Jpcc86 said:

But I do not understand what you mean with Sony and Ms- Specially Ms-  The games you mention from Sony are nothing alike (and only 1 of them really qualifies as "cinematic") and arguably they have the best (at least currently) 3rd party support, which has been (arguably) extensive enough and with lots of variety. In the case of MS - My personal and completely subjective perception - is that its probably their first party games that screwed them up, isnt it? Their own franchises have had a very non-eventful, low key life this gen. Even Gears which I personally havent played but I hear Gears5 is pretty good, came and went without much noise. I imagine it sold well, but It wasnt as much of an event as it used to be. If anything MS arguably did not take enough risks this gen or didnt invest enough in marketing perhaps? I dunno. That'd be a discussion worth having. Not today tho. If you bothered to read all the way to here, heres a porn recommendation: Kiera Winters. 

With Sony, many of their bigger games all follow the same kind of template. Realistic Graphics, Action-gameplay, heavy emphasis on spectacle and set pieces as well as Story. It's fair to argue that their biggest games are somewhat formulaic. But even then, you still get stuff like Concrete Genie and Gravity Rush 2. If we take PS VR and PlayLink into account, then you also have things like Erica and Astro Bot Rescue Mission. Even within the "PlayStation Exclusive Template" of their AAA games, Sony's First party games still take more and bigger creative risks than the majority of AAA third party games.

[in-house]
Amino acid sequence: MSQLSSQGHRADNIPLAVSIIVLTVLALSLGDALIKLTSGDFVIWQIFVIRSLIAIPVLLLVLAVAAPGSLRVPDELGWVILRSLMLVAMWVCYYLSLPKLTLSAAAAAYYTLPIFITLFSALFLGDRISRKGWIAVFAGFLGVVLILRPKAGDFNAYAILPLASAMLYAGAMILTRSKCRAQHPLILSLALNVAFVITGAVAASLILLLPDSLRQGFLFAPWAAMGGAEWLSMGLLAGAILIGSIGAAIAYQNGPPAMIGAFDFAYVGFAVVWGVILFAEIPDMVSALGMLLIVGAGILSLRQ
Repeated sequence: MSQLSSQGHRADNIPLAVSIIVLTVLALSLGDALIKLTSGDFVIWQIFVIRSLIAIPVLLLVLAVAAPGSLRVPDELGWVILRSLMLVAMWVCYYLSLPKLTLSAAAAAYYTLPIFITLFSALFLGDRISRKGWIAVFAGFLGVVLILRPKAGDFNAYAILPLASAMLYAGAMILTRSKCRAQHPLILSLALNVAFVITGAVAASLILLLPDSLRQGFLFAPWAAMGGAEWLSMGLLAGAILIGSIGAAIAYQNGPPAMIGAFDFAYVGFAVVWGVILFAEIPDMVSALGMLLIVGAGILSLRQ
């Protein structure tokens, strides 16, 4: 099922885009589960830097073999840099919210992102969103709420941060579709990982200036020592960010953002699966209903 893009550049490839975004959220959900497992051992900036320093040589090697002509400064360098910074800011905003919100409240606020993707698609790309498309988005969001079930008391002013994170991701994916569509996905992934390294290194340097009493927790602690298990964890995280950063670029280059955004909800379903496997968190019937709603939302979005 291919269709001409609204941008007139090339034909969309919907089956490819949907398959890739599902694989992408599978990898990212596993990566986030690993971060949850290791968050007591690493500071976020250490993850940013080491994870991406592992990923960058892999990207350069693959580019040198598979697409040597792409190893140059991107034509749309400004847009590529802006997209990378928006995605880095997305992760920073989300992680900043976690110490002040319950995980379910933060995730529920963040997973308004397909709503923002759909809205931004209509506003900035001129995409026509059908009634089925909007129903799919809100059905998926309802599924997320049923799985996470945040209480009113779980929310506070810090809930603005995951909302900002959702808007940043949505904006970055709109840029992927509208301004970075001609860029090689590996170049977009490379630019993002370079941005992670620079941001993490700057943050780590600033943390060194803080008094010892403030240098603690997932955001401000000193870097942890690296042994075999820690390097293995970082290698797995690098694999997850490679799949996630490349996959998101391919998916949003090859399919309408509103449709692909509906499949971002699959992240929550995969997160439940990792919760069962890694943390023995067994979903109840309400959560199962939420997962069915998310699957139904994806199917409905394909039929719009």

With Microsoft, their problem is that they simply haven't been releasing enough games. They've shedded many studios this generation, and have cancelled several highly anticipated games. With a few exceptions like Ori and Quantum Break, they just having been putting out anything that catches the industry's attention the way Nintendo and Sony do. Which is why I'm hoping the step it up with Xbox Scarlett. They need more unique games, and more innovative IP than the aging Halo/Forza/Gears trinity. Microsoft has said going forward, they want XGS to publish 3-4 games a year. That's nothing compared to the 20 or so games Nintendo publishes, but it'd at least be better than the 1-2 games a year they're currently at.



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1st party games take from the limitless marketing budget, so there is no risk involved. Publishers without their own platform don't have that luxury.



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Metallox said:
Maybe Nintendo's, but not Sony's.

Yes. Sony's games are quite formulaic these days if you know what to look at. That doesn't necessarily mean they're bad. Pixar does the same thing, for instance.



 

 

 

 

 

TheMisterManGuy said: